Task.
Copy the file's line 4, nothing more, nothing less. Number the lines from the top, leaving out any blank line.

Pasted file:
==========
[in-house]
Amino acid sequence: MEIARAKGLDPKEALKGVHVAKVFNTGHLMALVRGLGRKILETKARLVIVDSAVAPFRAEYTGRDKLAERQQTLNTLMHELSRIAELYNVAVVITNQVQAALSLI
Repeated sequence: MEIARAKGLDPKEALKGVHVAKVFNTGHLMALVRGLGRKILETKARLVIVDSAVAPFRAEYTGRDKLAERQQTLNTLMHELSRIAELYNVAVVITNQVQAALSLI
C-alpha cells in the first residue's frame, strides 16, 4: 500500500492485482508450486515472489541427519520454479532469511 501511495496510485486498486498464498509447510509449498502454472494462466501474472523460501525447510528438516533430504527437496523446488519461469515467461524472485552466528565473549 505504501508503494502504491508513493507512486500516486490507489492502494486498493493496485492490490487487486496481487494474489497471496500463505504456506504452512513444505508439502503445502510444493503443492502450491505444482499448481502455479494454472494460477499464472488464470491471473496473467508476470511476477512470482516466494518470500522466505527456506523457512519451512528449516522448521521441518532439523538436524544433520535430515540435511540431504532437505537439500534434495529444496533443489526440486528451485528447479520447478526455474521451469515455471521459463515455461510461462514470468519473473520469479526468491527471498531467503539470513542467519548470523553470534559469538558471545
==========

C-alpha cells in the first residue's frame, strides 16, 4: 500500500492485482508450486515472489541427519520454479532469511 501511495496510485486498486498464498509447510509449498502454472494462466501474472523460501525447510528438516533430504527437496523446488519461469515467461524472485552466528565473549 505504501508503494502504491508513493507512486500516486490507489492502494486498493493496485492490490487487486496481487494474489497471496500463505504456506504452512513444505508439502503445502510444493503443492502450491505444482499448481502455479494454472494460477499464472488464470491471473496473467508476470511476477512470482516466494518470500522466505527456506523457512519451512528449516522448521521441518532439523538436524544433520535430515540435511540431504532437505537439500534434495529444496533443489526440486528451485528447479520447478526455474521451469515455471521459463515455461510461462514470468519473473520469479526468491527471498531467503539470513542467519548470523553470534559469538558471545